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Thursday, January 02, 2014

The price of energy

With Labour confirming what we have long-suspected, that the big six energy companies paid nearly £4bn above the average market rate for their electricity and charged customers about £150 extra over three years as a result, it is little wonder that the government remain under pressure to do something about this oligopoly.

To be fair some action has been taken, with Ofgem introducing more simplified tariffs and the UK Government has cut fuel bills by £50 and are putting pressure on companies to do more themselves. Anybody who thinks that Labour's price freeze is the answer though should think again, as Ed davey makes clear in this article.

He has dismissed Labour leader Ed Miliband’s suggestion that a two-year price freeze would solve the issue of soaring energy bills as “highly irresponsible” and a “con”:

In a forthright condemnation of the proposal, the Energy Secretary said the move is “highly irresponsible and fails to deliver what consumers want,” adding “we think it’s a con, because the energy companies will all shove up their prices before and certainly shove them up afterwards, so the consumer won’t get any benefit.”

Mr Davey said that the price freeze would hit the small, independent, gas and electricity companies much harder than the Big Six suppliers.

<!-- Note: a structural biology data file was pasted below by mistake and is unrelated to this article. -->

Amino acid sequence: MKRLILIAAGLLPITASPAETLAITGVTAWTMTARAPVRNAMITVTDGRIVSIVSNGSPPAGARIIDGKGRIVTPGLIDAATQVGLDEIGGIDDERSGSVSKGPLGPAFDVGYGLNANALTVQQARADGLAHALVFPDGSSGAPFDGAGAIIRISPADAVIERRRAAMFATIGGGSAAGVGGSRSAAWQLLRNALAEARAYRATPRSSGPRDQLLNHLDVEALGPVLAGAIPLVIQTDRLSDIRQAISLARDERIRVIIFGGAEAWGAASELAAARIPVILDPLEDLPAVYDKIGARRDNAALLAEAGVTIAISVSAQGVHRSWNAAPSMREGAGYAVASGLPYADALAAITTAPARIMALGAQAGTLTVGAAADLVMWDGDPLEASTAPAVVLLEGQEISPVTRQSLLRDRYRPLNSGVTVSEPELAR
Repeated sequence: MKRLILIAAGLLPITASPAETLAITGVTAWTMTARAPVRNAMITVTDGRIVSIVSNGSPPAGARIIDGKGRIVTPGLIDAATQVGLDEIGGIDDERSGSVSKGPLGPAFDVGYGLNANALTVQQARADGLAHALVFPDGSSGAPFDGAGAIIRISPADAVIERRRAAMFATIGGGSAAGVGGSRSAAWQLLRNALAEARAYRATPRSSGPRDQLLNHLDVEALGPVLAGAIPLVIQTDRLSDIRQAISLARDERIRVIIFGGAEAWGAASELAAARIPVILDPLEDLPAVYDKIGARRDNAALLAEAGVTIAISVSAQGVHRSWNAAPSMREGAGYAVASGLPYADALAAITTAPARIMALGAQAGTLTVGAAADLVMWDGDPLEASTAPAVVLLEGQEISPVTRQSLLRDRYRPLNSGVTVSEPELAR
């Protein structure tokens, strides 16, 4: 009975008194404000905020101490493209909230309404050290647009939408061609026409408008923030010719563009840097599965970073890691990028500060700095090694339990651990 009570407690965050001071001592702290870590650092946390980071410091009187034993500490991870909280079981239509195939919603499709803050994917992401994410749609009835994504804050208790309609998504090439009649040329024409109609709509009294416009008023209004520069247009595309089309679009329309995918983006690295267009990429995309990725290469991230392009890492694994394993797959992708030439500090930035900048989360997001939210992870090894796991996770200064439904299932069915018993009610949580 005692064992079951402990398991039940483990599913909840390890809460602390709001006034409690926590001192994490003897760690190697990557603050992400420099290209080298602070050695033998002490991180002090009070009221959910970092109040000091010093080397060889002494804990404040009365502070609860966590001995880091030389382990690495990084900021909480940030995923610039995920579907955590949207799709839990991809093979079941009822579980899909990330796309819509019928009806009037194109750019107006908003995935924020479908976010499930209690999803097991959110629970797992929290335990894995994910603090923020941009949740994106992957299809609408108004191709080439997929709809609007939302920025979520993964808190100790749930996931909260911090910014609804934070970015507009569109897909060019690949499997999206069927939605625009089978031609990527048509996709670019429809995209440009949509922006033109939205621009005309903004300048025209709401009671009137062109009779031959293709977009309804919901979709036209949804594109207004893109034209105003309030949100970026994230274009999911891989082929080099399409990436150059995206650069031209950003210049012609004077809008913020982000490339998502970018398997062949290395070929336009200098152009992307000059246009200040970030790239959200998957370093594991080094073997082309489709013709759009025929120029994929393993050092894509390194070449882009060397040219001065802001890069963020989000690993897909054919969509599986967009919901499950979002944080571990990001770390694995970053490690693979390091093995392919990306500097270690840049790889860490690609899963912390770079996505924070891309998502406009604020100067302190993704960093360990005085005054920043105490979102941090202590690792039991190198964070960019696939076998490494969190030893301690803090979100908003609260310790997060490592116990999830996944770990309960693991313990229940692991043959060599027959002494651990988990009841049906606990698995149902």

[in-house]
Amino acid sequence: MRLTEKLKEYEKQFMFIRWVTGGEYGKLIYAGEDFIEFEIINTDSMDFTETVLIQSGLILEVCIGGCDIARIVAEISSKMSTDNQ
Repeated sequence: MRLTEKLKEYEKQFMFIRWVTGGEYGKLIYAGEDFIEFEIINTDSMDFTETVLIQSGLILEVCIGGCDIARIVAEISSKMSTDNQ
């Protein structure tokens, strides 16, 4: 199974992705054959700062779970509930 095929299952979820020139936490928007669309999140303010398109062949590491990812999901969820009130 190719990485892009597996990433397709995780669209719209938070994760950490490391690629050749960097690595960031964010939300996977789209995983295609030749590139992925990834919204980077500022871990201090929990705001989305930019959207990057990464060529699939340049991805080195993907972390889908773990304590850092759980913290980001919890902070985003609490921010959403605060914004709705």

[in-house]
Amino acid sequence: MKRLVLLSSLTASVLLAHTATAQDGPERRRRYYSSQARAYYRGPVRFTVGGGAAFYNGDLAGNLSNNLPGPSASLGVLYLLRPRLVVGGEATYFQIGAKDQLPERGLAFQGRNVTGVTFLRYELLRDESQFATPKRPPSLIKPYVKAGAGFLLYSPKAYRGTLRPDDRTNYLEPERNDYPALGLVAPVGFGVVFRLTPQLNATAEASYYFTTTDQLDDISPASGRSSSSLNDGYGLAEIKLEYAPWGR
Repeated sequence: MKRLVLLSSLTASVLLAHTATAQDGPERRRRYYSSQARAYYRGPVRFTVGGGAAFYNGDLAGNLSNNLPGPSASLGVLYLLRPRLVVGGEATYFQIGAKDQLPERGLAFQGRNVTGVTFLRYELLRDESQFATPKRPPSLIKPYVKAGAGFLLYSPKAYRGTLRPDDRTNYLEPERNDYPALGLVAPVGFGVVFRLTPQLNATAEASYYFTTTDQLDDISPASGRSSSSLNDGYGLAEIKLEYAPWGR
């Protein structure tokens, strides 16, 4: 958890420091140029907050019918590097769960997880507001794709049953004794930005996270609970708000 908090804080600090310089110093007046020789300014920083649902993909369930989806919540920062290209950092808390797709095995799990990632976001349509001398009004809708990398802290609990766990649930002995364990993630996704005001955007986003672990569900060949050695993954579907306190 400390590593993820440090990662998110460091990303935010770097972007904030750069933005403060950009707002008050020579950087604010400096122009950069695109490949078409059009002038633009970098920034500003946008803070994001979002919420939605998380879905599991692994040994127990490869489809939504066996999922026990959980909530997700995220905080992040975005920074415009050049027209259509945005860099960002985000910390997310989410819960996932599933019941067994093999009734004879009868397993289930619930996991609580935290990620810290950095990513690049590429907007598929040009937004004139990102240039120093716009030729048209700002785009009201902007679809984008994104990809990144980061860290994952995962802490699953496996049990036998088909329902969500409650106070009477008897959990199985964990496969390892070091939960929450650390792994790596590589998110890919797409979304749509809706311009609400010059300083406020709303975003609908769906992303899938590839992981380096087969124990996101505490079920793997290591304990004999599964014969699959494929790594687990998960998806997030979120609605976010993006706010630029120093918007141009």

That was because a significant rise in the wholesale price of gas – the main determinant of household energy bills – could push the retailers’ into loss if they are not allowed to pass that increase on to their customers.

The greater financial strength of the Big Six would enable them to absorb retail losses for two years, while the smaller companies could potentially go out of business. “Labour is actually a friend of the Big Six,” he said.

Mr Davey also put himself on a collision course with the Prime Minister, the Chancellor, the Environment Secretary, Owen Paterson, and the Energy minister, Michael Fallon – all Tories who have said that a shale gas boom could bring energy prices down in the UK, as it has in the US.

It was by no means certain that there would be such a boom, said Mr Davey, and that, even if there was, this would not bring down prices. “I always focus on the evidence and analysis and the evidence and analysis suggests that, while shale gas may have many advantages, it is extremely unlikely that with the UK doing it alone there is going to be any price reduction as a result of shale gas.”

That was because the US has a largely isolated gas market, so that any surge in supply forces down prices. By contrast, the UK is connected to the international gas market through interconnectors, so any excess supply would be exported at current market prices and would have little or no impact on domestic prices.

I am particularly pleased at the scepticism shown about shale gas and also about the move towards creating a single European energy market which will improve competition and help to keep prices down.
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